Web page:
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Debt Relief – Insolvency – Bankruptcy Information » Foreclosure Law » I need to start foreclosure papers on people who haven’t payed me in a year. How can work without an attorney?

I need to start foreclosure papers on people who haven’t payed me in a year. How can work without an attorney?

I carry the note on the property with a clear contract that they have breached.


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4 Responses to "I need to start foreclosure papers on people who haven’t payed me in a year. How can work without an attorney?"

  1. Mark says:
    Without an attorney, you will lose.
  2. Alterfemego says:
    You need to hire an attorney to file the correct documents with the courts.
  3. Alan G says:
    You would be much better off with a pro. If you can’t get an expert in this field to work on contingency, than seel out a young atty that might work for a low fixed rate. Give this guy all your biz in the future.

    Good Luck – and next time, take action in the 2nd month. It will be easier w/ your new atty!

  4. foreclosurefish_com says:
    I’m not sure why you’ve let them get so far behind without starting this process, but it’s time to make a change.

    I would recommend speaking with them to find out what the problem is and if it can be resolved. As an lender, you have the ability to save yourself a lot of trouble and loss by doing a loan modification. Of course, this only works if they can afford to make payments, which I’ll assume they can’t, since it’s been 12 months. But as a general rule, for everyone involved, a loan modification is a much better option than foreclosure.

    It’s not necessary to have an attorney when you are representing yourself. If you are willing to do the research and spend the time foreclosing, rather than paying someone else to do it, then you will likely be successful. If you were being sued for lender misconduct or predatory lending, I would not recommend representing yourself. But it’s possible that you could have a very simple case and save yourself several thousand dollars.

    Problems will arise when you realize how much work it is and how long the process can take. Not to mention all the legal issues the homeowner could cause during the foreclosure process. In the end, you will probably wish you had hired a professional to do it for you.

    That being said, if you still want to attempt the foreclosure on your own, you’ll need to begin by researching your state rules on foreclosure. Every state is unique and there is a different set of guidelines you’ll need to follow. Each state has a different timeline with foreclosure too. Your state website or attorney general website is probably a good place to start. Just do a search on “foreclosure laws” or “filing foreclosure”.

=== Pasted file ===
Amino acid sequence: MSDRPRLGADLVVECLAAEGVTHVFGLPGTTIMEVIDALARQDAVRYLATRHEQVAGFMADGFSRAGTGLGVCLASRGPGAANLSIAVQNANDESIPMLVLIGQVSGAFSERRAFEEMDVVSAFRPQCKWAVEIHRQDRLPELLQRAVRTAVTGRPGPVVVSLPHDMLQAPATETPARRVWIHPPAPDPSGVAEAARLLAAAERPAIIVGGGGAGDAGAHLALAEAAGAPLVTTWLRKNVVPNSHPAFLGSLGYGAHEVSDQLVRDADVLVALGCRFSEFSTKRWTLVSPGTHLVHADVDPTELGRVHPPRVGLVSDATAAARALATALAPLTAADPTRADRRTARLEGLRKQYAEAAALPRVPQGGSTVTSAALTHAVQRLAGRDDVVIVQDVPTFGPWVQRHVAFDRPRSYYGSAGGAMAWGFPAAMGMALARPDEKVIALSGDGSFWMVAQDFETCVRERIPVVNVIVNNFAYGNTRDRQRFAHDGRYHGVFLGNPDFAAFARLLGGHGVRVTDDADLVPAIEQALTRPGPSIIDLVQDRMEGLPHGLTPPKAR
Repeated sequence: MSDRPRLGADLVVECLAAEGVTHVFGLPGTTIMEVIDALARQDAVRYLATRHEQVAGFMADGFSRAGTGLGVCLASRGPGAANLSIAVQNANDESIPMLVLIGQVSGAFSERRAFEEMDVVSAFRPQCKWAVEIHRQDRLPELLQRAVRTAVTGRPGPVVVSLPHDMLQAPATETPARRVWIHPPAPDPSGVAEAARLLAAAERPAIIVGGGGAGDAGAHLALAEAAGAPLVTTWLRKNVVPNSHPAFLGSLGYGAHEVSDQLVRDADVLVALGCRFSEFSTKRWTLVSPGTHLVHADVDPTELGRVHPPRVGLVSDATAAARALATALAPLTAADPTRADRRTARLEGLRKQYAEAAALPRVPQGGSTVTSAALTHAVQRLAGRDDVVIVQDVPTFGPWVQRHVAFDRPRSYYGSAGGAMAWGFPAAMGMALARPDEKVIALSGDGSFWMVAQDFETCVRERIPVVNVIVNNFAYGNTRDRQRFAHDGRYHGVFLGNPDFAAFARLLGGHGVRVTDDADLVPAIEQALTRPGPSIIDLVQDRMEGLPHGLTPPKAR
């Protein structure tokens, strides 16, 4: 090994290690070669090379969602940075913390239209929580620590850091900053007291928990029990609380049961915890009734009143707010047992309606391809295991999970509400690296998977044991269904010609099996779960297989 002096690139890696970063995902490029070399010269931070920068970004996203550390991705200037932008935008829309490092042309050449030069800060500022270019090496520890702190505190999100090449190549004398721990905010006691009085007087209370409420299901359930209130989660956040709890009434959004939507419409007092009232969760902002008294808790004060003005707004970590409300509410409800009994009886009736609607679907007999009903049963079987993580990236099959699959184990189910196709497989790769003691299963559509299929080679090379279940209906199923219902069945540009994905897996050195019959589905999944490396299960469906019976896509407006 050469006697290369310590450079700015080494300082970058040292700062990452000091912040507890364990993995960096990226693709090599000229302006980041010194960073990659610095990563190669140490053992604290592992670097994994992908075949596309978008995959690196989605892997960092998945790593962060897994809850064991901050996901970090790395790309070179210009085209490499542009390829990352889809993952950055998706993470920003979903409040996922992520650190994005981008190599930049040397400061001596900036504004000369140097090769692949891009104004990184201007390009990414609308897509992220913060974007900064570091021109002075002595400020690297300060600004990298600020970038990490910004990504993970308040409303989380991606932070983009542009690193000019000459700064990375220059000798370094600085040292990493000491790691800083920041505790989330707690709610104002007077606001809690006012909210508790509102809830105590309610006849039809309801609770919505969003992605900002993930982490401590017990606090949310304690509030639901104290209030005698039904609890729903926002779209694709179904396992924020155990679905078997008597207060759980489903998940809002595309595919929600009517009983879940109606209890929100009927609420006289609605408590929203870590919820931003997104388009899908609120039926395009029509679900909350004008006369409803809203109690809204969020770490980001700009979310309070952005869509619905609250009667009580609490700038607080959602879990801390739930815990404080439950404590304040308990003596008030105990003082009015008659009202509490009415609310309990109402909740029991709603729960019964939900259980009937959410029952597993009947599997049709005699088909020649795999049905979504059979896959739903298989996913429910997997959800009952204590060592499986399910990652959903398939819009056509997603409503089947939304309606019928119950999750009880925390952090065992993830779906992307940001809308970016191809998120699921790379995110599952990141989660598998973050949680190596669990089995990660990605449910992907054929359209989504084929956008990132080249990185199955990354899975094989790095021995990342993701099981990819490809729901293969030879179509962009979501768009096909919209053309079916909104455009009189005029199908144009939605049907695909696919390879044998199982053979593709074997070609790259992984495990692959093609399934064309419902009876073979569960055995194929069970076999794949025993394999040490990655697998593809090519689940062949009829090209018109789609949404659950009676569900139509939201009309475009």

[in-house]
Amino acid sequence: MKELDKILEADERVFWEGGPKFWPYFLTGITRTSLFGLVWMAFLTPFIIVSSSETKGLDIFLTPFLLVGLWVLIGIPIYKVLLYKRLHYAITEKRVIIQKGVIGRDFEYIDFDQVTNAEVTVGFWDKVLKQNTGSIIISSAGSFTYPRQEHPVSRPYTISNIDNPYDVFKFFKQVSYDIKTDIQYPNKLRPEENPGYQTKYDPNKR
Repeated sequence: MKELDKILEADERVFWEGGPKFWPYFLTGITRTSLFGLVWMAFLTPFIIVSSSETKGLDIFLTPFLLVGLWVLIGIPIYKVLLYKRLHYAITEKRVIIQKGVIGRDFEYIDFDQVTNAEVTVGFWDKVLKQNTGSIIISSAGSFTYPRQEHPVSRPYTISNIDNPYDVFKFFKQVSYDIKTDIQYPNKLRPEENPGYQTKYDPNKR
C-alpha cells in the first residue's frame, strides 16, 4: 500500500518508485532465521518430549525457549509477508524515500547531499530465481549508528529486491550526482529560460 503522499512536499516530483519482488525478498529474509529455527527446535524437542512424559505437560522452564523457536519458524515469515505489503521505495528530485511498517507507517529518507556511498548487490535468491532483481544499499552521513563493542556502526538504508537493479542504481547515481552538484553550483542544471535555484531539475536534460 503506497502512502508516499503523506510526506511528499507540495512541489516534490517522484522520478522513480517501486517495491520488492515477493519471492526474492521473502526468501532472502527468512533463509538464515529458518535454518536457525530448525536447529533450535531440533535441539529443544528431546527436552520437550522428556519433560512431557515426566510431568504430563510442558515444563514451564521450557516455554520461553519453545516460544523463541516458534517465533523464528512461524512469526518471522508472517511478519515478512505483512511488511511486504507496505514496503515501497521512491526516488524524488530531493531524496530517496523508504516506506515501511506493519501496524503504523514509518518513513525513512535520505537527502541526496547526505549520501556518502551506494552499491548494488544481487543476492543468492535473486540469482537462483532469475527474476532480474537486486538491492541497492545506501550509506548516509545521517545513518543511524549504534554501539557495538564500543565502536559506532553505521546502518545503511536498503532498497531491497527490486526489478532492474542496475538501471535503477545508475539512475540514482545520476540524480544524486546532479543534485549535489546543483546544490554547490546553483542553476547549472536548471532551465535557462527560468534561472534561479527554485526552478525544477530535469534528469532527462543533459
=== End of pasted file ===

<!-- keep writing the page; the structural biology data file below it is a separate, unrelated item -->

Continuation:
Making a phone call to the county court might be a good idea to. If you are in a judicial state, almost anyone there will be able to explain the foreclosure process to you, or at least point you in the right direction.

    In general, here are the steps that will need to be taken to foreclose on a property (not necessarily in the right order):

    1. Obtain proof that a mortgage exists. (original paperwork)
    2. Notify the borrower and other lien holders of the delinquency.
    3. Give borrower a chance to rectify the problem.
    4. File a notice of default or lis pendens with the court/public/everyone involved.
    5. Find a trustee to handle the sale
    6. Notify everyone of the sale newspapers/certified letters/posted on door, etc..
    7. Possibly defend your right to foreclose in court.
    8. Sell the home at the trustee/sheriff sale

    At the sale, you’ll likely have to get the home back, so you can re-sell it for it’s maximum value. If someone bids enough, then you won’t have to worry about it any longer, but this rarely happens.

    After you get the home back, then you’ll need to deal with the eviction process. This has another set of legal guidelines you’ll need to follow, but generally, you’ll just need to give proper notice and then you can show up with a sheriff and eviction crew.

    This whole process can be very expensive and time consuming, if the homeowners are not cooperative. They may also hire an attorney or someone like me to try and fight the foreclosure.

    There are many legal defenses against foreclosure that could tie you up in court for a long time. This is why so many people here will recommend you actually hire an attorney for this process.

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